Zombie films are flooding in so thick and fast these days it’s a wonder that there’s anything original out there; we’ve seen the classics, the sequels, the parodies, the zom-rom-coms – we’ve seen nazi zombies, cyborg zombies, voodoo zombies and even an Osama bin Laden zombie, so why did Brad Pitt and his production team ‘Plan B’ fight so hard to procure the rights for Max Brooks’ novel World War Z? Perhaps he wanted to trump Woody Harrelson at being the ultimate destroyer of the undead, or maybe he just needed somewhere to show off his new haircut? The more likely answer is that the story had the potential for director Marc Forster (Finding Neverland, Quantum of Solace, etc.) to create something truly epic, on a scale that encompasses the entire planet (no wonder they had budget problems).
It’s a global disaster movie where instead of the ocean, the world is subjected to wave upon wave of the undead, whose main objective (as with any zombie) is to kill and eat as many of the population as possible. Pitt plays Gerry Lane, an ex-investigator for the UN who has to protect his wife (Mireille Enos) and two daughters from the zombie virus while attempting to discover a cure at the same time. Accompanied by a scientist and a military squad he travels to East Asia where it is rumoured that the outbreak first began.
As an action thriller Forster delivers a relatively engaging contribution to the zombie genre. It’s incredibly fast paced (exactly like the zombie attacks: if you’re bitten, you turn within fifteen seconds) and any scenes that don’t involve running or shooting are usually full of breathy and sometimes incomprehensible exchanges of dialogue. Most of the time this works in carrying you along with the plot, but the sheer speed of the film is so limiting to the actors that for the audience, investing any kind of emotion proves difficult. Pitt never actually has time to give a performance – all he seems to do is demonstrate his sprinting skills. Same with Peter Capaldi, who spends his time strutting angrily down the corridors of a medical research centre in Cardiff.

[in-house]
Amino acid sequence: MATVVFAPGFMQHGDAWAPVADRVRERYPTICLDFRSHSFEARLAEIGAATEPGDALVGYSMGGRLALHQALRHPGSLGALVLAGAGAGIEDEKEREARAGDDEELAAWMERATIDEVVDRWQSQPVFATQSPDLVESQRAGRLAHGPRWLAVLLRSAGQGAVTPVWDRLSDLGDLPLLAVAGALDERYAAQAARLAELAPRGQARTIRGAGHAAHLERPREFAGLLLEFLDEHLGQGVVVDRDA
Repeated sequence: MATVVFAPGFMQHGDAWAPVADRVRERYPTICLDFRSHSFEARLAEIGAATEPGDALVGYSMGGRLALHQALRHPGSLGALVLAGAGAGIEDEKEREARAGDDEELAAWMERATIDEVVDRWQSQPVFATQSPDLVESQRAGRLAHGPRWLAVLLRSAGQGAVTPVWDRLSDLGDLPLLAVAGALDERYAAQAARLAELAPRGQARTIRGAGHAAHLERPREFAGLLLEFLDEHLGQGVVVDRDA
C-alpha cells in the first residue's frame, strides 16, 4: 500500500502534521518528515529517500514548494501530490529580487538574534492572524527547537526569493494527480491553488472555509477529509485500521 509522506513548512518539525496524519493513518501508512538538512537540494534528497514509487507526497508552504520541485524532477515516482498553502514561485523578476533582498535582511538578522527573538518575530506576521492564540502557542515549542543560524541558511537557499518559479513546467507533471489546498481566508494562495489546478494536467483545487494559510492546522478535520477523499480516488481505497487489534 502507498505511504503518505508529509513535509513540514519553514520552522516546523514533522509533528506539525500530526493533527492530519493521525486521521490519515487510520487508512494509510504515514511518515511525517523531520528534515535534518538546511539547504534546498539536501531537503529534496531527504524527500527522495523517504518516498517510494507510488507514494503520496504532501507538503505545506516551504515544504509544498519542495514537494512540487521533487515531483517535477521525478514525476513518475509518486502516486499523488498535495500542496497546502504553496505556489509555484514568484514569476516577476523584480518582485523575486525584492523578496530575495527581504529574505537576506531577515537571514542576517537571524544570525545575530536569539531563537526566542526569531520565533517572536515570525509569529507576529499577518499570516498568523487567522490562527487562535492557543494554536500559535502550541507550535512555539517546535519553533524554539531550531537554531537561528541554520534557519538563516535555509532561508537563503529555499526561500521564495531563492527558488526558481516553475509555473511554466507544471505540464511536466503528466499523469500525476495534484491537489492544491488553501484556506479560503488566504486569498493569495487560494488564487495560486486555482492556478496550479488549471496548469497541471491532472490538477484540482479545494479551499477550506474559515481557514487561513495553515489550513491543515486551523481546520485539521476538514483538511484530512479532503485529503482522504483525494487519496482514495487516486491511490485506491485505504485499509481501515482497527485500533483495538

The zombie genre has always been a perfect vehicle for reflecting the fears of the contemporary audience through metaphor: in White Zombie it was slavery, where the resurrected corpses were forced to work in the sugar cane mills; in Romero’s Dawn of the Dead, the zombies attacking the mall represented mass-consumerism, and in more recent years films like 28 Days Later and [REC] dealt with incurable diseases and world-wide pandemics. What’s interesting about World War Z (and actually one of its strengths) is that it could come to resemble our declining economies and the steady rise of unemployment, or even (and the title gives it away) the fear of another world war. Lane’s journeying to the army bases of South Korea and Israel evokes the setting and atmosphere of many present day war films, especially Bigelow’s The Hurt Locker and Zero Dark Thirty, and serves as a reminder that the film is very much grounded in reality. Apart from a few scenes here and there, the film never shies away from depicting the brutality of the zombie attack and its effects: there are moments that are genuinely quite shocking – at least we’re not given another dumbed-down Die Hard 5.
Pitt made a gamble with World War Z, but it seems to have paid off. Forster’s directing and Damon Lindelof’s re-hashing of the script may have angered fans of the original novel, but the end result is not as terrible or as commercially-driven as it could have been.